(Photo courtesy of Carbone Coal Fired Pizza)

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6. The Shore Club, Hubbards, N.S.

If lobster’s a must-eat on your visit to Nova Scotia, then go no further than the Shore Club at Hubbards Beach, which has welcomed no less than Prince Charles and Lady Diana among the more than one million guests served since the location’s first lobster supper in 1936. Come hungry – in addition to lobster, your dinner includes all-you-can-eat salad bar and mussels, plus potato salad and your choice of dessert.

(Photo courtesy of The Shore Club)

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7. The Ranche, Calgary, Alta.

It might be a cliché to eat beef in Alberta – there’s a lot more to the province’s culinary scene than the cow – but sometimes, the clichés are worth following up on. At The Ranche, named the best place to take out-of-town visitors by Avenue Magazine, you can bring it even further by dining on not just beef, but dishes including bison, pheasant, rabbit or wild boar and even a regionally sourced, house-made charcuterie board, all served up in a beautifully restored historic ranch house built in 1896.

(Photo courtesy of The Ranche)

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8. God’s Mountain, Penticton, B.C.

Drive along a lakeside country road, through big iron gates and up a steep, winding driveway to God’s Mountain Estate, a hillside bed and breakfast in B.C.’s Okanagan Valley with perfect views of Skaha Lake. It’s not technically a restaurant, but Sunday evenings in the summertime it plays the part, with seasonal meals by the talented Joy Road Catering and pairings from local winemakers, all served at a communal table where the conversation heats up as the sun goes down.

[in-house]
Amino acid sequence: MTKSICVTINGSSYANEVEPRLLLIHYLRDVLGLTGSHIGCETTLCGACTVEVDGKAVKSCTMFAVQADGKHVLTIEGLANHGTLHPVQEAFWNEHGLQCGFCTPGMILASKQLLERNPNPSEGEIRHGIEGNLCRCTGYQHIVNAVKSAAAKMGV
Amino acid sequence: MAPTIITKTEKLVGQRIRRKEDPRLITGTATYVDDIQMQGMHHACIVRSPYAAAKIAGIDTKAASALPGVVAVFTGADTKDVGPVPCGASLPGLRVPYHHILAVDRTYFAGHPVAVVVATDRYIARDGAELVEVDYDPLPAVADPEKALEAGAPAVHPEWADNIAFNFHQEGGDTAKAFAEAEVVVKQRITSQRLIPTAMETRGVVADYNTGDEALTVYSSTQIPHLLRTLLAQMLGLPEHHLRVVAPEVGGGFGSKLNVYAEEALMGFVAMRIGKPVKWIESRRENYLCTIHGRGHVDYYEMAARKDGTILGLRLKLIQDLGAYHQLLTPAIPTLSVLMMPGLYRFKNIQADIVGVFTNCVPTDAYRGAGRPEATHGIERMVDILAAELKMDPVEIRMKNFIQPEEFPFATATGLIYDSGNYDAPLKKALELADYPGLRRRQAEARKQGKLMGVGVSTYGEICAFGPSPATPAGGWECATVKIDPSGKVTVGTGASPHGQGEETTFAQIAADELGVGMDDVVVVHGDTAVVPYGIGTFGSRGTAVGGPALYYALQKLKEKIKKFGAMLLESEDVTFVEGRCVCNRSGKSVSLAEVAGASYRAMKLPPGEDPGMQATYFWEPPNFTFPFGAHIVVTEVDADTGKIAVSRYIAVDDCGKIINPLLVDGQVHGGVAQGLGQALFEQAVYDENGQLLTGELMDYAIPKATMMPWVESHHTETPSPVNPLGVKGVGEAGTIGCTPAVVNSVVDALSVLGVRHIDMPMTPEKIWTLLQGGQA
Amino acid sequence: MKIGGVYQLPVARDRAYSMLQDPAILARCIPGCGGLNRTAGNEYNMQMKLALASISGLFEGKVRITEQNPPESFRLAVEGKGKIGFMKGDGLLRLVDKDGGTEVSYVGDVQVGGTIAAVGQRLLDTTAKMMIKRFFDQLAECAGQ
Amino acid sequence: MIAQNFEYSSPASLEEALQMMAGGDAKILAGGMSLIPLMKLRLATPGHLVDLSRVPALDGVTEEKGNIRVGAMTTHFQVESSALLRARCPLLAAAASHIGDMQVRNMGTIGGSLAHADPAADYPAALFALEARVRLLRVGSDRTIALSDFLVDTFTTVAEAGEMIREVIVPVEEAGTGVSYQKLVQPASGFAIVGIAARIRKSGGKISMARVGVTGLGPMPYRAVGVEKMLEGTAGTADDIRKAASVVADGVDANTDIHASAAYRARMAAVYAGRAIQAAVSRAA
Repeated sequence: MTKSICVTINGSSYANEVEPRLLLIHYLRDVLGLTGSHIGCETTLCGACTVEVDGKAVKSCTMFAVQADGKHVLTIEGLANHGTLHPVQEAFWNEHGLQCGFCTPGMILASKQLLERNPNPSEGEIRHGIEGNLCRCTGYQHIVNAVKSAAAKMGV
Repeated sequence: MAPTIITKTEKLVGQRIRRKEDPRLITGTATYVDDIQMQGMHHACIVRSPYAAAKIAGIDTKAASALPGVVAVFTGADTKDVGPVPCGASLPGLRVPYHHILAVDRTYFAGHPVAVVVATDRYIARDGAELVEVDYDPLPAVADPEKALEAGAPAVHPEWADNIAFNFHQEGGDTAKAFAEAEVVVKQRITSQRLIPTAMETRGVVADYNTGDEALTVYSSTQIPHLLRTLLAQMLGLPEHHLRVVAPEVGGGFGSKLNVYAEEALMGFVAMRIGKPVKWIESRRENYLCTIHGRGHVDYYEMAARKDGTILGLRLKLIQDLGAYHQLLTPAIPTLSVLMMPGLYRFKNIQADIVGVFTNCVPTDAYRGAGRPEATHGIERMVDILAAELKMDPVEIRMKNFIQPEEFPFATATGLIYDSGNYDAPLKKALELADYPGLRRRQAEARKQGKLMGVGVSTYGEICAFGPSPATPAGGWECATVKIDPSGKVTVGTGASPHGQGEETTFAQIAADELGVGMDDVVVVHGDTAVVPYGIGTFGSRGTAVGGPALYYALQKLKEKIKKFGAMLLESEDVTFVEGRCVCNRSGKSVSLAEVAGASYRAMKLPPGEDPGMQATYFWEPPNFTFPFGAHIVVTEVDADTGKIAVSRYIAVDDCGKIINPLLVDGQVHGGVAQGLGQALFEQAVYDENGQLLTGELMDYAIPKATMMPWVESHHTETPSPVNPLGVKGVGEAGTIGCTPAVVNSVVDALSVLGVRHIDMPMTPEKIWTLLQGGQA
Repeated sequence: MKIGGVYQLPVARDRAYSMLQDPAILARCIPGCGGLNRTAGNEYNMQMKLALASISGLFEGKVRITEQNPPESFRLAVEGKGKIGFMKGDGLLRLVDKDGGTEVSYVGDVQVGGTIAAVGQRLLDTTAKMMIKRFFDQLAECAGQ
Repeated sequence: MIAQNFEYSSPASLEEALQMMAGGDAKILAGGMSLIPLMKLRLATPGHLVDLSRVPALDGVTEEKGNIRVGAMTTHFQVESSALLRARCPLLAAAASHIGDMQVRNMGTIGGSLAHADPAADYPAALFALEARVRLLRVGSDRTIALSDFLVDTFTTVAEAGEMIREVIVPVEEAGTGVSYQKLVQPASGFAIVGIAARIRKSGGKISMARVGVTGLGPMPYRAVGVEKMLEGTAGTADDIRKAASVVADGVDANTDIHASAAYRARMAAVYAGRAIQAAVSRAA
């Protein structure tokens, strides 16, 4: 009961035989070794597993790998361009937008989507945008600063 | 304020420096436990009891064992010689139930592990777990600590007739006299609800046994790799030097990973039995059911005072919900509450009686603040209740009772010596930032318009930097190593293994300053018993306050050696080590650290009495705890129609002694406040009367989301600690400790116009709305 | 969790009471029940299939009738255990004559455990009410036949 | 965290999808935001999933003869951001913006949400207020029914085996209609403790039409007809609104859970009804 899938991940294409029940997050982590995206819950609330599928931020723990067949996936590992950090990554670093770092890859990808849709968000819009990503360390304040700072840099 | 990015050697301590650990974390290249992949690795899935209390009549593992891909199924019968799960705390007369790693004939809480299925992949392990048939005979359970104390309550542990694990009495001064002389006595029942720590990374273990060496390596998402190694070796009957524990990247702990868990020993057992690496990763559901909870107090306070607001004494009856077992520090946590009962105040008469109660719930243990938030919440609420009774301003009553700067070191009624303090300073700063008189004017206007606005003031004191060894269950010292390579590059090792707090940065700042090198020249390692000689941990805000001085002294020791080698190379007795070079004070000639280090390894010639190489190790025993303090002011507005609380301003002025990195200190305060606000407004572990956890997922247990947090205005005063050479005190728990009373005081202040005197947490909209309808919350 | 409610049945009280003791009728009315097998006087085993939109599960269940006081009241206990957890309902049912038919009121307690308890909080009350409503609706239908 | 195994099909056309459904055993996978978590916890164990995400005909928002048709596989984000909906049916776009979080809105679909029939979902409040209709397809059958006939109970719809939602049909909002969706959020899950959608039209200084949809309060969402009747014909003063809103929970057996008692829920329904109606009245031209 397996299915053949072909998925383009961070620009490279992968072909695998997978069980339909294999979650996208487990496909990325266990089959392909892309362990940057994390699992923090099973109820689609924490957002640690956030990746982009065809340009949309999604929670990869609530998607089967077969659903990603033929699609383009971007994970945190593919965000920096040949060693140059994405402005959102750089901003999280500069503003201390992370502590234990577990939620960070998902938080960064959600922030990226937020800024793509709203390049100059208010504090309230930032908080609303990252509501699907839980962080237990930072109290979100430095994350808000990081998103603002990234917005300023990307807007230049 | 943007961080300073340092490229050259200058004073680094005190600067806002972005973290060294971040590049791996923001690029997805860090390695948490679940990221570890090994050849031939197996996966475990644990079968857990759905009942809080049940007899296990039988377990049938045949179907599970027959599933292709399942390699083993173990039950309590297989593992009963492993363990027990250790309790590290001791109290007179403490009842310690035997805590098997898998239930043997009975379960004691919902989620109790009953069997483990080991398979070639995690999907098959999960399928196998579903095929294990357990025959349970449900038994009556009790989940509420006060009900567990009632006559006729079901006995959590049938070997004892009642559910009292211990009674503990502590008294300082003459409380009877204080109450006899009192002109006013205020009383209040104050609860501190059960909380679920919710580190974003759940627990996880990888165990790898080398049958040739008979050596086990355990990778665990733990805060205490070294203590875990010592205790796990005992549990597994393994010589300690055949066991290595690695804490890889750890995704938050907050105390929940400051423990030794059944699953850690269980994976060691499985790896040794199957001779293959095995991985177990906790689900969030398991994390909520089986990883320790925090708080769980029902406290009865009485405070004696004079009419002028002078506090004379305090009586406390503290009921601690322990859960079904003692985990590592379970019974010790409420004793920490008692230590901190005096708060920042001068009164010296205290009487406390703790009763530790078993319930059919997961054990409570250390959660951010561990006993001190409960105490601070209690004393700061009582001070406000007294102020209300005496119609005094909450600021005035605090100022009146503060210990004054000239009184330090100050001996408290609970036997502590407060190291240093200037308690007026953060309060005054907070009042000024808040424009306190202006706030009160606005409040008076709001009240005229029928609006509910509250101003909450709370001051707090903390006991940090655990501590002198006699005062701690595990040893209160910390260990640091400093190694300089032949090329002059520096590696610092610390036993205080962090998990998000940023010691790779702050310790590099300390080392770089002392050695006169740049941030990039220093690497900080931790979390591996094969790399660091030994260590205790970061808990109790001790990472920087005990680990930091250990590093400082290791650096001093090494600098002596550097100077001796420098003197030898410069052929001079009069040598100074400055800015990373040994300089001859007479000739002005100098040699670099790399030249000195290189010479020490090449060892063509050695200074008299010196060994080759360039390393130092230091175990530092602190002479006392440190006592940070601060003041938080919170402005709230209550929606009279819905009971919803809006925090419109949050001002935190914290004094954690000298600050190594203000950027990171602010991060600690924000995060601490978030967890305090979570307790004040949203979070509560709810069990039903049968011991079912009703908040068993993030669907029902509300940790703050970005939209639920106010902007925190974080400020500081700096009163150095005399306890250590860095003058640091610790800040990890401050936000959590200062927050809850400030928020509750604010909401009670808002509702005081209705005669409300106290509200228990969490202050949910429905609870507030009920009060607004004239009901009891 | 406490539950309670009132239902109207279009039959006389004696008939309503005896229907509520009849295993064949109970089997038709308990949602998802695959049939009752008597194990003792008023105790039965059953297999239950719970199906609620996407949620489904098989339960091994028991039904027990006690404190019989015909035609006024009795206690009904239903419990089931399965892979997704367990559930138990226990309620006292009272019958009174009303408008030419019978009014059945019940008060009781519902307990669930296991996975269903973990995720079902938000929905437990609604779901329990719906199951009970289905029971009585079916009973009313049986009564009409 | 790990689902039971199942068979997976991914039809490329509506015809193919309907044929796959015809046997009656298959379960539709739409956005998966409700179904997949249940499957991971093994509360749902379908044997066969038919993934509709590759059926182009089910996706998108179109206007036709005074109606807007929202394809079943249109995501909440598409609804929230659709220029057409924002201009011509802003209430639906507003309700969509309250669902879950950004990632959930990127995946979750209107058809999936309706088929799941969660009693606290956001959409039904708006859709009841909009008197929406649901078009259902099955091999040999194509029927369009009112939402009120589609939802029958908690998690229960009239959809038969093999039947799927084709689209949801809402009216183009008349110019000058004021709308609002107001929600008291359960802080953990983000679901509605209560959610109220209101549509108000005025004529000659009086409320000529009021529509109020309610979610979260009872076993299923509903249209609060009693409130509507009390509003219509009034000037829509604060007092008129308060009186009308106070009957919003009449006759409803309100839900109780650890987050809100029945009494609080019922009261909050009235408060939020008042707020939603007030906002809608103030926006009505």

(Photo by Kat Tancock)

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9. Dunes Studio Gallery & Cafe, Brackley Beach, P.E.I

When heading to “The Dunes,” be sure to pack two essentials: an appetite, and plenty of time to take in the gallery of local arts and crafts and the surrounding gardens, so worthy of envy they’ve been featured in East Coast Gardener magazine. But despite the appealing visual setting, it’s the fresh, island-inspired cuisine that will seize your focus: think seafood stew, lobster pad thai, mussels and oysters and vegan options including quinoa-stuffed portobello mushrooms and Thai noodles with tofu and vegetables.

10 / 10

10. Golden Pagoda, Saskatoon, Sask.

Burmese food might not be the first thing you think of when debating where to eat in Saskatoon, but according to the locals, Golden Pagoda is well worth a visit. Still less common in Canada than other Asian cuisines, Burmese is often compared with neighbouring Thai, Chinese and Indian, but is more than worthy of standing on its own. Go hungry, ask your server for recommendations and see for yourself.

(Photo courtesy of wyn♥lok/Flickr)